Applying to register your trademark with the USPTO begins a legal process. Legal requirements and deadlines must be met and fees may be required throughout the process. Not all applied-for trademarks register.
Every trademark application must have a legal basis for filing. The filing bases under federal trademark law are: Section 1(a) Use; Section 1(b) Intent-to-Use; Section 44(d) Foreign application; Section 44(e) Foreign registration; and Section 66(a) Madrid Protocol.
If your trademark registers, additional legal requirements, fees, and deadlines must be met to maintain your registration and keep your trademark registered.
The timelines below provide an overview of the process steps and time frames for filing a trademark application with a particular filing basis and for maintaining a trademark registration.
A Section 1(a) filing basis applies when you are currently using your trademark in commerce with all the goods/services in your application. You must provide the date you began using your trademark and a specimen (real-use sample) showing how the mark is actually being used with the goods/services.
A Section 1(b) filing basis applies when you have not yet started using your trademark. You must use the trademark and pay an additional fee prior to registration.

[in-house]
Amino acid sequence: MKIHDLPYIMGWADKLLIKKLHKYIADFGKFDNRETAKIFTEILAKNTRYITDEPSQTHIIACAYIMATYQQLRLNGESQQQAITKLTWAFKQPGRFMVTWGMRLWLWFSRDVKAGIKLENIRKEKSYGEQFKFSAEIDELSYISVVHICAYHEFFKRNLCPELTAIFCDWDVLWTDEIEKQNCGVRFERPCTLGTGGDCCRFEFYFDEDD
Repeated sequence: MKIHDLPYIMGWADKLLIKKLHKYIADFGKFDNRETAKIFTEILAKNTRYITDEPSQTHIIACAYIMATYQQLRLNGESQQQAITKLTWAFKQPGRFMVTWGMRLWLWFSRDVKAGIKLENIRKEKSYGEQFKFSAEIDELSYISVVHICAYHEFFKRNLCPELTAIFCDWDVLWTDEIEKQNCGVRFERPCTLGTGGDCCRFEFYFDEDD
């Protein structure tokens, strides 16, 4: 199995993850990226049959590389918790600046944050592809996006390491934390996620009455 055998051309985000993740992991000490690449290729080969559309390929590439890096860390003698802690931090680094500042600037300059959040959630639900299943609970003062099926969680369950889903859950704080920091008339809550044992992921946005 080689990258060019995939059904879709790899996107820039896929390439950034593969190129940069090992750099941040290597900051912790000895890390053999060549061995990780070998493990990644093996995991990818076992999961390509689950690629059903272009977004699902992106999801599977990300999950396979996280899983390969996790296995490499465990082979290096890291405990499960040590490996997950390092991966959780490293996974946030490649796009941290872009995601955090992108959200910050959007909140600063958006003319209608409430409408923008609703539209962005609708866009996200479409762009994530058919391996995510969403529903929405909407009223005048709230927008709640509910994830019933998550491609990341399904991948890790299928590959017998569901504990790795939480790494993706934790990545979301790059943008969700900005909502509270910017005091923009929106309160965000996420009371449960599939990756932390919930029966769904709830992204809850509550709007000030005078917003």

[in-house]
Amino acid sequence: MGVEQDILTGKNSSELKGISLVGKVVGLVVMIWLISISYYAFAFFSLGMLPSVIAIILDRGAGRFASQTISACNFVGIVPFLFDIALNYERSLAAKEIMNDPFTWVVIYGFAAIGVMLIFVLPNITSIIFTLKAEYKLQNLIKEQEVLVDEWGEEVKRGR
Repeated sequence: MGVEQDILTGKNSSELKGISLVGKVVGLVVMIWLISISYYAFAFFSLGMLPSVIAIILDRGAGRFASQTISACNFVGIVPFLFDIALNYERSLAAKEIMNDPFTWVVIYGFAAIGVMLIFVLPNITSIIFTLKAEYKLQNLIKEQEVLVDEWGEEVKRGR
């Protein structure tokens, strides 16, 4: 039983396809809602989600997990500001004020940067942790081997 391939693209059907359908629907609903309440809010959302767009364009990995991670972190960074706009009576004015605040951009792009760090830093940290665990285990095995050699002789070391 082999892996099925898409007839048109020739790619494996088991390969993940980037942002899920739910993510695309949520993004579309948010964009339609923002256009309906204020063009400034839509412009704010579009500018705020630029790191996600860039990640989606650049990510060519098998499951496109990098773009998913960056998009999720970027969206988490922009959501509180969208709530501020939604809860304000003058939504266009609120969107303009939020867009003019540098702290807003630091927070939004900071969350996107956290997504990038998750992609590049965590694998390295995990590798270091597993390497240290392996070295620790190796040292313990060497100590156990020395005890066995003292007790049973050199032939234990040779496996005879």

A Section 44(d) filing basis applies when you have filed for the mark in a foreign country.
A Section 44(e) filing basis applies when you have been granted a foreign registration for the same mark.
A Section 66(a) filing basis applies when you have filed an Extension of Protection under the Madrid Protocol.
After a registration issues, to keep the registration "alive" or valid, the registration owner must file specific documents and pay fees at regular intervals. Failure to file these documents will result in the cancellation of your registration.
After protection is granted to the international registration and a U.S. registration issues, to keep protection in the U.S., the U.S. registration owner must file specific documents and pay fees at regular intervals. Failure to file these documents will result in the cancellation of your U.S. registration and the invalidation of protection of the international registration by the USPTO.